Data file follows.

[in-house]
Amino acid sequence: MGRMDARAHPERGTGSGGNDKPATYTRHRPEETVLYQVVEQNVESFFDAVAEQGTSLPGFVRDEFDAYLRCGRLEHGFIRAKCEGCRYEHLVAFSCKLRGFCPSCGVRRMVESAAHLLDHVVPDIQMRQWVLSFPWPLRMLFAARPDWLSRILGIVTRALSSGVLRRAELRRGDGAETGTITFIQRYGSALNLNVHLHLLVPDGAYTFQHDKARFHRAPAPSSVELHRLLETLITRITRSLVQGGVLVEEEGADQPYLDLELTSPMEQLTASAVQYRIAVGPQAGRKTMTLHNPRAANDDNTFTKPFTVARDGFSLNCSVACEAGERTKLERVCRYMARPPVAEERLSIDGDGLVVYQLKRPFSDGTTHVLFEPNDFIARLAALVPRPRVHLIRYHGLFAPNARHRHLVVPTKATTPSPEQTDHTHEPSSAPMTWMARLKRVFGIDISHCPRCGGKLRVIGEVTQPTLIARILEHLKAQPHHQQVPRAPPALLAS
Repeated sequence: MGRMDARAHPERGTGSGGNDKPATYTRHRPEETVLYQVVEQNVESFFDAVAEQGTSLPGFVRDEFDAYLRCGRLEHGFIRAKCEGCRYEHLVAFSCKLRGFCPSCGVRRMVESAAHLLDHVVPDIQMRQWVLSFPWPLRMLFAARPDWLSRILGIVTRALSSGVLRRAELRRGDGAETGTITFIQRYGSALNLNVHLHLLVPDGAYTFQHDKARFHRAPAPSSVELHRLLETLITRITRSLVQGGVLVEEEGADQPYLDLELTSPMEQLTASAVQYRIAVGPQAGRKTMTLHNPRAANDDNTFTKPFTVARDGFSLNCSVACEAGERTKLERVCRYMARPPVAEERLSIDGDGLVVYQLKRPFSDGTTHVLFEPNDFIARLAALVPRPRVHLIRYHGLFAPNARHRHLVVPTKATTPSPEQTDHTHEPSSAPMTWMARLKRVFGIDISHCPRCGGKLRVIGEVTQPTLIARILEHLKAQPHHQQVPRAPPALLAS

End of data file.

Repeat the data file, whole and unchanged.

[in-house]
Amino acid sequence: MGRMDARAHPERGTGSGGNDKPATYTRHRPEETVLYQVVEQNVESFFDAVAEQGTSLPGFVRDEFDAYLRCGRLEHGFIRAKCEGCRYEHLVAFSCKLRGFCPSCGVRRMVESAAHLLDHVVPDIQMRQWVLSFPWPLRMLFAARPDWLSRILGIVTRALSSGVLRRAELRRGDGAETGTITFIQRYGSALNLNVHLHLLVPDGAYTFQHDKARFHRAPAPSSVELHRLLETLITRITRSLVQGGVLVEEEGADQPYLDLELTSPMEQLTASAVQYRIAVGPQAGRKTMTLHNPRAANDDNTFTKPFTVARDGFSLNCSVACEAGERTKLERVCRYMARPPVAEERLSIDGDGLVVYQLKRPFSDGTTHVLFEPNDFIARLAALVPRPRVHLIRYHGLFAPNARHRHLVVPTKATTPSPEQTDHTHEPSSAPMTWMARLKRVFGIDISHCPRCGGKLRVIGEVTQPTLIARILEHLKAQPHHQQVPRAPPALLAS
Repeated sequence: MGRMDARAHPERGTGSGGNDKPATYTRHRPEETVLYQVVEQNVESFFDAVAEQGTSLPGFVRDEFDAYLRCGRLEHGFIRAKCEGCRYEHLVAFSCKLRGFCPSCGVRRMVESAAHLLDHVVPDIQMRQWVLSFPWPLRMLFAARPDWLSRILGIVTRALSSGVLRRAELRRGDGAETGTITFIQRYGSALNLNVHLHLLVPDGAYTFQHDKARFHRAPAPSSVELHRLLETLITRITRSLVQGGVLVEEEGADQPYLDLELTSPMEQLTASAVQYRIAVGPQAGRKTMTLHNPRAANDDNTFTKPFTVARDGFSLNCSVACEAGERTKLERVCRYMARPPVAEERLSIDGDGLVVYQLKRPFSDGTTHVLFEPNDFIARLAALVPRPRVHLIRYHGLFAPNARHRHLVVPTKATTPSPEQTDHTHEPSSAPMTWMARLKRVFGIDISHCPRCGGKLRVIGEVTQPTLIARILEHLKAQPHHQQVPRAPPALLAS